25.09.2018 Press Release
New Large Seal from Freudenberg for Grease-Lubricated Main Bearings in Wind Turbines
Weinheim (Germany), September 25, 2018. A component’s reliability and service life are top priorities for wind turbine manufacturers. This is especially true for main shaft seals, which are exposed to powerful forces. In addition, larger shaft diameters have prompted adoption of new, more stringent operating requirements. Freudenberg Sealing Technologies has succeeded in developing a new seal that reliably prevents leaks from the grease-lubricated main bearings used in conjunction with these shafts while tolerating strong shaft runout. The company is exhibiting this bearing, along with other innovative wind energy solutions, at booth 531 in hall B6 during the WindEnergy 2018 trade fair in Hamburg (Germany) from September 25-28.
Manufacturers continue to increase the size of wind turbines in an effort to generate an ever-increasing supply of clean energy. Larger turbines result in lower material and construction costs than installing multiple, smaller turbines. Rotors with a diameter of 180 meters are no longer rare. But systems of this size produce powerful forces during operation that impact main shaft roller bearings and seals, thus requiring new seal designs that have been adapted to these conditions. Freudenberg Sealing Technologies has now succeeded in developing a seal for grease-lubricated bearings for large shaft diameters. The product can be used for radial internal and external sealing and can even tolerate strong shaft runout.
Traditional shaft seals that produce pre-stressing forces on the seal lip by using a worm spring reach the limits of capabilities when large diameters become a factor in their design. In addition, solutions providing radial external sealing are difficult or even impossible to execute with this design. Freudenberg Sealing Technologies’ new shaft seal “Seventomatic” is intended for shaft diameters starting at 1.5 meters. It uses a meander spring to build up the needed pre-stressing forces. The product gets its name from the figure “7” – a long sealing leg is linked with the stationary portion of the seal using a flexible joint.
The Seventomatic seal produces consistent linear forces and is less susceptible to shaft runout than other shaft solutions. In its standard size, the shaft seal tolerates a deflection of ±4 mm without a decline in its performance. As a result, it handles the shaft’s manufacturing tolerances extremely well. It is made from hydrogenated nitrile butadiene rubber, a material in the Ventoguard family of wind energy solutions. The basic form of the Seventomatic is based on Freudenberg Sealing Technologies’ tried-and-tested seals for tunnel boring machines. The goal was to combine the special design of a seal for tunnel boring machines with the advantages of a classic radial shaft seal ring for the rotor’s main shaft.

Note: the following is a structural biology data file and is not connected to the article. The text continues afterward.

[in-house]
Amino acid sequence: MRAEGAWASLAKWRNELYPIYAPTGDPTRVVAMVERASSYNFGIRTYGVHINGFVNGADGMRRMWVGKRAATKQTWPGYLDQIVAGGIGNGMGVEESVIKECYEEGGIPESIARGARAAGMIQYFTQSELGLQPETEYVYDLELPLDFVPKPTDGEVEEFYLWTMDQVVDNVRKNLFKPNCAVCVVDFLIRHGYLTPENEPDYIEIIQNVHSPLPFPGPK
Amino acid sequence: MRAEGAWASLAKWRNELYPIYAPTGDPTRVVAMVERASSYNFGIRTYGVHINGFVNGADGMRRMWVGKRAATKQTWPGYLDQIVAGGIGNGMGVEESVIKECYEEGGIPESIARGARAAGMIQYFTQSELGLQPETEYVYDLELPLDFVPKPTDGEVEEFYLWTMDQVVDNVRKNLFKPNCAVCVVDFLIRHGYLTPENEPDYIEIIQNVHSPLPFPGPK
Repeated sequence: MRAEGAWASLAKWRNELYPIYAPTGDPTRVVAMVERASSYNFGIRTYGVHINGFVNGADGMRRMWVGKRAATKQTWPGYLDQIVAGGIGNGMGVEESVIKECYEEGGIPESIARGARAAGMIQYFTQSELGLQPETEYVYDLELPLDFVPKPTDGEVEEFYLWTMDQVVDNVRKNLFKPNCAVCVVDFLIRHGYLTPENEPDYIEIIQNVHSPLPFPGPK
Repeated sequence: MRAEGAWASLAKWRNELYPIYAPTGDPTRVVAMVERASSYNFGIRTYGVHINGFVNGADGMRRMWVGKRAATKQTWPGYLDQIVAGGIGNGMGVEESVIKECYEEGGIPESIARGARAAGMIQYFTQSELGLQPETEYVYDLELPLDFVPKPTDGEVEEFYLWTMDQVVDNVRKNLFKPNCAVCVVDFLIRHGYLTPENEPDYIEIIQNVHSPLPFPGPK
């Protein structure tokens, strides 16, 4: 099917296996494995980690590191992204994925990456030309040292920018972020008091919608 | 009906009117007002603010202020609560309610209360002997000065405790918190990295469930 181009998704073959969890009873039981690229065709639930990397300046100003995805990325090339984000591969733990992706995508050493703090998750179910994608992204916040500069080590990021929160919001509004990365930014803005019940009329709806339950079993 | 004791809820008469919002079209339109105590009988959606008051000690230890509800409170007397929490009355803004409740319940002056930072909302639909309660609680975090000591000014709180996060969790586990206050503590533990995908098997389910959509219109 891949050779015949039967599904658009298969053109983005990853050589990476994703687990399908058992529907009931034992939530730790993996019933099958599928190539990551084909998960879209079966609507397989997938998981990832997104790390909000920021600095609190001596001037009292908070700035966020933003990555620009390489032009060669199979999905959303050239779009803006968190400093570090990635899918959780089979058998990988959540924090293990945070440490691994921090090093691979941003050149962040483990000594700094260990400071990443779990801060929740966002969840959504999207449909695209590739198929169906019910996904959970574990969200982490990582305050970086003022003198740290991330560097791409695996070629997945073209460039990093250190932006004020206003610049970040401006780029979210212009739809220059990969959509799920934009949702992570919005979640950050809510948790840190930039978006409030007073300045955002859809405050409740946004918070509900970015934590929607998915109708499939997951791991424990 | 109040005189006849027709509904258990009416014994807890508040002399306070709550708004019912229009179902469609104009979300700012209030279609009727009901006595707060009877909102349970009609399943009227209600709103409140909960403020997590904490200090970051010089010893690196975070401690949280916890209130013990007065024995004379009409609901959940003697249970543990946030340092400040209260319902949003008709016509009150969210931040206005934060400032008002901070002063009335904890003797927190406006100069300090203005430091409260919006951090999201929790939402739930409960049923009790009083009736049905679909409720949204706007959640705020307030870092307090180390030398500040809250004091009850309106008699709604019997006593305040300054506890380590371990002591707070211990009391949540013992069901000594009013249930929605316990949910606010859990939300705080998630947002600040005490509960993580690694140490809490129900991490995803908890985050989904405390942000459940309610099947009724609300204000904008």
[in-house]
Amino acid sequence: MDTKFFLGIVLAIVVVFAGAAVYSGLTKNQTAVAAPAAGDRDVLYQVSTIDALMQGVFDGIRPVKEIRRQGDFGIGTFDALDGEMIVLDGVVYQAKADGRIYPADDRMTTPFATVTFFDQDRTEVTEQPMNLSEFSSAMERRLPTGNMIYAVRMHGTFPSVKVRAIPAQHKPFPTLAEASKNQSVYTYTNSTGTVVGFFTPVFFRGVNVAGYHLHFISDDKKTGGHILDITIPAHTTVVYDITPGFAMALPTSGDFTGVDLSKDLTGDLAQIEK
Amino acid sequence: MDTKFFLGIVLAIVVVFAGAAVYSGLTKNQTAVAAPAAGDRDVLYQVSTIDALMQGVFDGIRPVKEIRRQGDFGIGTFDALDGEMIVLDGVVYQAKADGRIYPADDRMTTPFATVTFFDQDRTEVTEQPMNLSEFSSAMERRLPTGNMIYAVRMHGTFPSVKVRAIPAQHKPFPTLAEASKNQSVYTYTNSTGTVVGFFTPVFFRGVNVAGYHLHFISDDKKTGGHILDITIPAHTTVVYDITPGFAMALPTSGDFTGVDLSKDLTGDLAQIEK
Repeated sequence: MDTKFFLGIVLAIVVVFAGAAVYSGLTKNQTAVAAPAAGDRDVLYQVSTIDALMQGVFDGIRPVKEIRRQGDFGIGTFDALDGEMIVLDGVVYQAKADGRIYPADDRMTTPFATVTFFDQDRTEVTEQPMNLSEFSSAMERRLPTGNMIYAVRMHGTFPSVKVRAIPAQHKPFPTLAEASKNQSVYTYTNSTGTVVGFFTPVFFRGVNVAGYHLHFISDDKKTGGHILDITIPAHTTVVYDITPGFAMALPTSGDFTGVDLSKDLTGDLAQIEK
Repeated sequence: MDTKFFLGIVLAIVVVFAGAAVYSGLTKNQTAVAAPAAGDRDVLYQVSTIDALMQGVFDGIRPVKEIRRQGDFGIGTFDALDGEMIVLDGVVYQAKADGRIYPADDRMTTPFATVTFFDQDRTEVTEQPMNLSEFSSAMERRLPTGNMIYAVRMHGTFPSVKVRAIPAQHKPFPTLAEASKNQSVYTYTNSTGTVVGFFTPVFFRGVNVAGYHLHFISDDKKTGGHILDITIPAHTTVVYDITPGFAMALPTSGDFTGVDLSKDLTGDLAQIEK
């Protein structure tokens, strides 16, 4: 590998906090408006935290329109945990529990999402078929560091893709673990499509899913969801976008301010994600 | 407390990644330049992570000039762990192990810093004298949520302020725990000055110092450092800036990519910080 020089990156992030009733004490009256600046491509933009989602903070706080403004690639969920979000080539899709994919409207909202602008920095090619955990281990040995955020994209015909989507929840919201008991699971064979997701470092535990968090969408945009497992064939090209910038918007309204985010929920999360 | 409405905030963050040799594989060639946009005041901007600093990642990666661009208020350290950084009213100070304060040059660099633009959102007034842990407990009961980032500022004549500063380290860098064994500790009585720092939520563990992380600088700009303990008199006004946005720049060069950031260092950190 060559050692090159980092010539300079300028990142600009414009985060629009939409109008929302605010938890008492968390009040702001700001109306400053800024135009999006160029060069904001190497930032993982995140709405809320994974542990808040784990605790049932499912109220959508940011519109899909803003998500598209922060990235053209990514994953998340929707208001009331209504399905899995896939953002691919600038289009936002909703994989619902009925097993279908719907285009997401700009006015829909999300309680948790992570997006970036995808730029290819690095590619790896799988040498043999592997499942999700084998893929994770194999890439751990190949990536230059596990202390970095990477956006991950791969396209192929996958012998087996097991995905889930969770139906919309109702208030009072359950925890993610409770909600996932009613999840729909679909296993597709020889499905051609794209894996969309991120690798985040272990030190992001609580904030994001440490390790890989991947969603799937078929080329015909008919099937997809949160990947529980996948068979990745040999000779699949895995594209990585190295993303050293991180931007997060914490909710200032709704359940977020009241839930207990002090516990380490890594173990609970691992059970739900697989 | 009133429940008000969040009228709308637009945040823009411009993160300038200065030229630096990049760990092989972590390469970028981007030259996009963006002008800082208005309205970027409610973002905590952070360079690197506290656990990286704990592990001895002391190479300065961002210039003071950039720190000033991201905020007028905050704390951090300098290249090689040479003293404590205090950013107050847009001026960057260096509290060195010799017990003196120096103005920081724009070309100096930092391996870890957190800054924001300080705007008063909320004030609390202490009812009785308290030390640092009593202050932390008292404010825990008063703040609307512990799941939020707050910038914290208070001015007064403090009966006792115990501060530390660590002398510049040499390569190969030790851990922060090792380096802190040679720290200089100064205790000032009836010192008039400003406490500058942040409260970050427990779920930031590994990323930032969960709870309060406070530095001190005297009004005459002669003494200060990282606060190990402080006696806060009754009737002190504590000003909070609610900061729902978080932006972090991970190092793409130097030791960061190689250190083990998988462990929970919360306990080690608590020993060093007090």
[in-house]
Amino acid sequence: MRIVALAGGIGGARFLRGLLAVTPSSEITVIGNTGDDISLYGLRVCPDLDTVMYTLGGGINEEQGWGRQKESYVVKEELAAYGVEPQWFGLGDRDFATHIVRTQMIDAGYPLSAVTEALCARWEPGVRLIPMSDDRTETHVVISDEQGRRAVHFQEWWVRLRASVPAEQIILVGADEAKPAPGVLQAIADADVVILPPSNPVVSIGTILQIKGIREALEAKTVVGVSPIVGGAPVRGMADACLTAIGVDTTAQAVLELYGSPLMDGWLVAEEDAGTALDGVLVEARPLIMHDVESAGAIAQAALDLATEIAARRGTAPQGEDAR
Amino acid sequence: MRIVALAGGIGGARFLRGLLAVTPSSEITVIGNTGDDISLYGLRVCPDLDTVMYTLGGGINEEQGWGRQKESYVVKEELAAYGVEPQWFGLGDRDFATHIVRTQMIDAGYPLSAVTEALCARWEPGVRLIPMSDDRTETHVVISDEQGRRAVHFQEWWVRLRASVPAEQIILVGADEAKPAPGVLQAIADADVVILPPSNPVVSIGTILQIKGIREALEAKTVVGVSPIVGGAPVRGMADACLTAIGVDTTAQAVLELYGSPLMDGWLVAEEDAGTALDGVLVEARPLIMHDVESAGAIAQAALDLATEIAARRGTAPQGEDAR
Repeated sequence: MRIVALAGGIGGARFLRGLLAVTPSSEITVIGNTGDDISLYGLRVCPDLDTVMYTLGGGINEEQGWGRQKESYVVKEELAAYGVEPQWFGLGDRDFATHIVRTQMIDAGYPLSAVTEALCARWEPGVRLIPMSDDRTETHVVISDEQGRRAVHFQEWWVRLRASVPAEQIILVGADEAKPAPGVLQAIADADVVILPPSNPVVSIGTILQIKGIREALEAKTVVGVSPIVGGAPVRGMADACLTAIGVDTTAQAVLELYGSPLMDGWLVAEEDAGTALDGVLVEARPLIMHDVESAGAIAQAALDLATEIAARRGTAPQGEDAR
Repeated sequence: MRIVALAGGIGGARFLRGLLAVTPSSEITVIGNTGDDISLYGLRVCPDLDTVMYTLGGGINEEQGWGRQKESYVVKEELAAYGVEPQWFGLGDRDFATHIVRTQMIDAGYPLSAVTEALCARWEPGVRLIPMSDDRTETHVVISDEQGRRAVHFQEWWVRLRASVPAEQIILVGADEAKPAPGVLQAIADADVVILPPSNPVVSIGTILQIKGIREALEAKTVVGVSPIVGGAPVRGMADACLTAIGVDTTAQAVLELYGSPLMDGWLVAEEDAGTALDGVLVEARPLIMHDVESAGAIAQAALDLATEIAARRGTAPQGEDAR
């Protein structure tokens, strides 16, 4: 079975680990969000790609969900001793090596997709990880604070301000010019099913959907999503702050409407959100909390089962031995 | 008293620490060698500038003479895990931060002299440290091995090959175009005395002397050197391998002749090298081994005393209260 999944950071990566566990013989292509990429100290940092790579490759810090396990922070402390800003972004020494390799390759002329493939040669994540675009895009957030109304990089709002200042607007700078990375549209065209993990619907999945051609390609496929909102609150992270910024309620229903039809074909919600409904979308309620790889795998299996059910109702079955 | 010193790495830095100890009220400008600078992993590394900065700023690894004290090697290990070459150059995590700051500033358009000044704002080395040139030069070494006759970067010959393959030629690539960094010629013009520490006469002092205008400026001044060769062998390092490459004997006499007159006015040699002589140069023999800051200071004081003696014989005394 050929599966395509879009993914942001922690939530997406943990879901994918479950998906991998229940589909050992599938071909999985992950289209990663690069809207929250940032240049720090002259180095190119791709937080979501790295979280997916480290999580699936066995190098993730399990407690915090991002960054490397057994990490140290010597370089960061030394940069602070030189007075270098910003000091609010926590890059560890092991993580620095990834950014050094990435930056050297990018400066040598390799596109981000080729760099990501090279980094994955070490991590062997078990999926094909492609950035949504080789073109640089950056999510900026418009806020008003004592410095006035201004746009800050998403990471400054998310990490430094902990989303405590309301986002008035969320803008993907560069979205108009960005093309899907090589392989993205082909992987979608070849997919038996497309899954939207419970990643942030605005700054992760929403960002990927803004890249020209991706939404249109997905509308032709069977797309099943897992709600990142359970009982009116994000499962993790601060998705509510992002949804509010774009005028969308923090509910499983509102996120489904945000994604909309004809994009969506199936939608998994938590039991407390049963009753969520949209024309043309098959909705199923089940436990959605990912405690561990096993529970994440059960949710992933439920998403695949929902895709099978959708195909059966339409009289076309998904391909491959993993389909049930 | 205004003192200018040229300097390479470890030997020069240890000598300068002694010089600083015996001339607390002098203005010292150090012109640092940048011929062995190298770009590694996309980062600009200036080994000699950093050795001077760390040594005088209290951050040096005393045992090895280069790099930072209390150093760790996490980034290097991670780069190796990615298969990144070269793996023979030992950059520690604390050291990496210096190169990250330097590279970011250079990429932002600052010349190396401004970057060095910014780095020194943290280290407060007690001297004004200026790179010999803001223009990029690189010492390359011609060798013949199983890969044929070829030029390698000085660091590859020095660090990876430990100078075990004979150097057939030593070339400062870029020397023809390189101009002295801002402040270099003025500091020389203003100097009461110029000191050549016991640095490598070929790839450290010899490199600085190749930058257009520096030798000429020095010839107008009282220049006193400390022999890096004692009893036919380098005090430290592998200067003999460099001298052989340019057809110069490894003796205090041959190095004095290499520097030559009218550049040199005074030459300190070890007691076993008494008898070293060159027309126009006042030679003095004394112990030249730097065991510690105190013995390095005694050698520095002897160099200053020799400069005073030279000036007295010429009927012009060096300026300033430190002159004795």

Comprehensive simulations made it possible to ensure a robust design in advance. Using the data sets they acquired, engineers created a mathematical model so they could predict the behavior of the seal with regard to linear force and the maximum potential results of shaft runout and eccentricity. These robust design simulations covered the requirements so completely and precisely that it was hardly necessary to make adjustments to the physical prototype. When endurance tests with approximately 15 million load changes were run on samples, the engineers found neither identifiable damage nor limits on the Seventomatic’s capabilities. Other testing dealt with temperature changes between -30 and +100°C as well as stability during vibrations of 8 Hz with an amplitude of ±3 mm at 110°C. In addition, there was an investigation of the linear forces of mounted seals after 240 days of storage at room temperature and at 100°C.
The results showed that the new Seventomatic seal reliably retains the grease used in turbine roller bearings and is not susceptible to static and dynamic eccentricity while offering a constant linear force. The new Freudenberg Sealing Technologies development supports the trend to ever-larger wind turbines for the efficient and reliable production of clean energy.